Engaging the Local Community

Julee Mertz puts her passion for swing dancing and her business education to work running a vintage dance studio in Chicago called Big City Swing. She and her staff use Facebookand Yelp to attract students and people just looking for a good time to dances, classes and performances.
The staff primarily uses Facebook for its event features. They host a monthly dance and create a Facebook event well in advance. When someone RSVPs to an event, his or her attendance is by default shared with all of his or her friends. That gets the word out. Mertz says:
“We really enjoy the event invitation function. It’s a great way to keep our monthly dance on people’s weekend agenda. We can now project the attendance and plan accordingly based on the number of folks who’ve accepted the invite. It represents a fraction of the actual attendance, but we’re starting to see a helpful, predictable pattern.”
The studio doesn’t use Yelp to organize events — though it could. Rather, the staff uses it as a source of positive recommendations from other customers. “We love and slightly fear Yelp,” Mertz admits. “We pay attention to everything in our reviews. We reinforce with our staff the aspects of our business our clients enjoy and immediately work on issues they report need improvement.”
She believes that the risk of a poor review is outweighed by the power of a positive one. “We post client testimonials that our students e-mail us, but I believe Yelp adds credibility to reviews,” she says. The studio’s website hosts a badge widget boasting of the studio’s 20 five-star reviews. Visitors who click the badge are taken to Yelp where they can read those reviews hosted by a more convincing third-party.
Yelp has become a necessity for local businesses, so be sure to check out our list of tips for small businesses just getting started with the service.

Going the Extra Mile

The above tips cover just the basics. Some businesses go even further to reach the influential, tech-savvy crowd who spend their lives immersed in social media.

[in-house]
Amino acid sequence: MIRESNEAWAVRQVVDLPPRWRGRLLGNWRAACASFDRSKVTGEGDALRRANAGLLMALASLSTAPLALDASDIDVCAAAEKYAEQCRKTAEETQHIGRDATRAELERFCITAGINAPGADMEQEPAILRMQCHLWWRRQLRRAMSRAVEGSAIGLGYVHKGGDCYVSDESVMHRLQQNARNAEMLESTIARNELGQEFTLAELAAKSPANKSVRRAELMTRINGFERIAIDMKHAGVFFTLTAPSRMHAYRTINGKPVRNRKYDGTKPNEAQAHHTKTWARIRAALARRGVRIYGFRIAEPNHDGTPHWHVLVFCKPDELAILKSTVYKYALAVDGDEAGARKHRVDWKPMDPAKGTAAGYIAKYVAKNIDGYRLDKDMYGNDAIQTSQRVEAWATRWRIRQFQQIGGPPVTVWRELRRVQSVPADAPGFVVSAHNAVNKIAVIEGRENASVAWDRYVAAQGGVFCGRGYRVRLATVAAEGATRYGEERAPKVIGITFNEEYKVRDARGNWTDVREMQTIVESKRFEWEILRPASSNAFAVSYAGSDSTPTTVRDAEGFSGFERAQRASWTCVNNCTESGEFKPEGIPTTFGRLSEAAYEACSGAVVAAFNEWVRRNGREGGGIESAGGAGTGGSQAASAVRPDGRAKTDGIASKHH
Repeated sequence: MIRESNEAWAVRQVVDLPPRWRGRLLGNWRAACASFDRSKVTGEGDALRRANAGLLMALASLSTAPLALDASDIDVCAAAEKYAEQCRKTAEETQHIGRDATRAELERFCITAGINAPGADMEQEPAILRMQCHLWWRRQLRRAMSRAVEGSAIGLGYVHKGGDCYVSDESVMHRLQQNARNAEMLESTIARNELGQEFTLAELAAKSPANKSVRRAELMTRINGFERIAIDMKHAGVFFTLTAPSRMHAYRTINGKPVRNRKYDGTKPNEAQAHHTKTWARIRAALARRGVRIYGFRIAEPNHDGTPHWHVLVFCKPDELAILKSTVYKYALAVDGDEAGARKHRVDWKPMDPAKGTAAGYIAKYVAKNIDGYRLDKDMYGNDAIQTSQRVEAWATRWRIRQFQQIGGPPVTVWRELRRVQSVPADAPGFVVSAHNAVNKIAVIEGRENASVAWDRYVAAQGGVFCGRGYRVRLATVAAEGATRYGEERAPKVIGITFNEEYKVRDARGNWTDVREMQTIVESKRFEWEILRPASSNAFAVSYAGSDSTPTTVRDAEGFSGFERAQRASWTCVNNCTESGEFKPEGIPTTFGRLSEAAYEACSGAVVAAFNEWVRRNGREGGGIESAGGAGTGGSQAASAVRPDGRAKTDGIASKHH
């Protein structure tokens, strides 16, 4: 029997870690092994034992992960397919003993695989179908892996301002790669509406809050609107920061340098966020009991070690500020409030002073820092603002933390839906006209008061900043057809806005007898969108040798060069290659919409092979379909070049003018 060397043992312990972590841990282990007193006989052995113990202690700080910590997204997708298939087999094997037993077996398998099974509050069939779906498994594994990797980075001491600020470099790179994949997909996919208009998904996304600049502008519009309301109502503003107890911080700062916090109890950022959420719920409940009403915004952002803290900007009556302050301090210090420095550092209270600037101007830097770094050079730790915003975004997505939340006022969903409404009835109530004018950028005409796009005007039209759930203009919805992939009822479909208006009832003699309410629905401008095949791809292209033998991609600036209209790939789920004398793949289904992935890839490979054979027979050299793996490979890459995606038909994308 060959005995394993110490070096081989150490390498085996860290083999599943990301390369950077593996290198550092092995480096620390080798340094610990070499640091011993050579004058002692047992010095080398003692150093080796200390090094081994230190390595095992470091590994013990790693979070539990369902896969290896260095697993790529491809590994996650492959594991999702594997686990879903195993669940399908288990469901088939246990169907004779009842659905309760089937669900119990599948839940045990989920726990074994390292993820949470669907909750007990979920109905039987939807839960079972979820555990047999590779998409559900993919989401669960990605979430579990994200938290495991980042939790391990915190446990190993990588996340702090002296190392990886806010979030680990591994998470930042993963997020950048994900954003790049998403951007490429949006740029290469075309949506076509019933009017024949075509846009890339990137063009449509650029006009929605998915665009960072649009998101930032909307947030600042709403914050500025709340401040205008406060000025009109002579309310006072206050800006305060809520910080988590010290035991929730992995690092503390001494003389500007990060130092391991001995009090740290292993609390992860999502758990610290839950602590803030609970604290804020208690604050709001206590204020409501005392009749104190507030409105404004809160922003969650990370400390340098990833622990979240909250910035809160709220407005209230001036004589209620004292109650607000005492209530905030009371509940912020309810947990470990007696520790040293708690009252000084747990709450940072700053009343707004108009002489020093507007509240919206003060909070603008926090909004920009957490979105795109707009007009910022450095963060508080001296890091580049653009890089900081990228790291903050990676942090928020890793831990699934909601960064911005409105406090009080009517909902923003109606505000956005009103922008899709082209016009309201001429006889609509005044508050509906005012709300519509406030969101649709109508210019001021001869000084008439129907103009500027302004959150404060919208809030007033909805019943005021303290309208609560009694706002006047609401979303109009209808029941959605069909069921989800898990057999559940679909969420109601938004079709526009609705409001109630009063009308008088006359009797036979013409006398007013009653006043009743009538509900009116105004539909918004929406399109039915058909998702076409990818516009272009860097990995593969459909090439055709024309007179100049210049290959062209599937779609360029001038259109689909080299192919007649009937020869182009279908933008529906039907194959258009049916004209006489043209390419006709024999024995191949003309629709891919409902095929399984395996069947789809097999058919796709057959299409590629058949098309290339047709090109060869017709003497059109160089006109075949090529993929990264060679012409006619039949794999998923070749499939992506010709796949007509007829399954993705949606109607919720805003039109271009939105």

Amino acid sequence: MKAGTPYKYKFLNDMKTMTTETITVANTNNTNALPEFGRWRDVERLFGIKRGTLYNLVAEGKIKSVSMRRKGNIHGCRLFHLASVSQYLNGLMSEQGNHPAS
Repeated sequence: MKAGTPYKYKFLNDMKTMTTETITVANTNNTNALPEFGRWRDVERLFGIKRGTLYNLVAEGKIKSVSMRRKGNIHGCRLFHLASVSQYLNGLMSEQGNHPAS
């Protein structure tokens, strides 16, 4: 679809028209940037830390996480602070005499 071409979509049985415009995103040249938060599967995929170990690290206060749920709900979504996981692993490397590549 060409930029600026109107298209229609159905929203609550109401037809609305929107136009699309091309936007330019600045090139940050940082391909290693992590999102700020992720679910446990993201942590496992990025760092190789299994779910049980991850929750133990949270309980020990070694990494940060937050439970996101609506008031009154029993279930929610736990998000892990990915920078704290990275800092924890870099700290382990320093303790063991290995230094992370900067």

Arizona restaurant Liberty Market actually tweets regular customers asking them how the food was, for example. That’s the variety of attention folks expect to get from a small, mom and pop business. It’s a pleasant surprise that this culture can be amplified in an era of greater connection, not mitigated.
Some businesses will be able to clearly see online sales go up in proportion to Twitter followers. Some won’t. Sometimes it can be less about the monthly figures and more about creating a culture that customers will revisit and talk about with their friends. That’s harder to measure, but it’s long-established wisdom for small businesses trying to compete in a market controlled by big corporate chains.
Using social media, you can offer something to your customers that larger businesses can’t. Liberty Market’s Joe Johnston sums it up:
“People ask me if we have ‘made money’ with Twitter. Absolutely yes. But not how most business think. We have solidified loyalty and have our name out there, front of mind. Because of that, many social media meetups use our place. Patience! One has to believe that increased loyalty and awareness are a key to business growth.”

Thursday, August 5, 2010

New Social Networking Site in 2010 Makes Big Promises

Coming in fall of 2010, www.somethingcoolhappened.com is claiming t“Change the Landscape of Social Networking”. The main difference in this site and sites like Facebook or Twitter is that they are based on content, not based on user. From what I understand, you post photos, videos and tidbits of your day on the site using an avatar instead of revealing your identity. 

I have a hard time with this concept as a business tool if users are anonymous, but can see it being popular with teens and young adults. I think a lot of the appeal of social networking sites is wanting to be heard and a certain level of liking to hear yourself talk. I can say that because I love to be heard, love to hear myself talk and love social networking. What would not appeal to me, is anonymously spouting off bits of information to strangers who will never know that I am the genius behind such great thoughts, the taker of such amazing pictures or the person who is experiencing the "something cool" that somethingcoolhappened.com is all about. As a business tool, it is hard to network effectively or advertise strategically if you do not know the identity of the user on the other side.  

I guess like all things, we can only wait to see what happens. It could very well change everything! If so, I will happily jump on board and start telling the world about my own something  cool.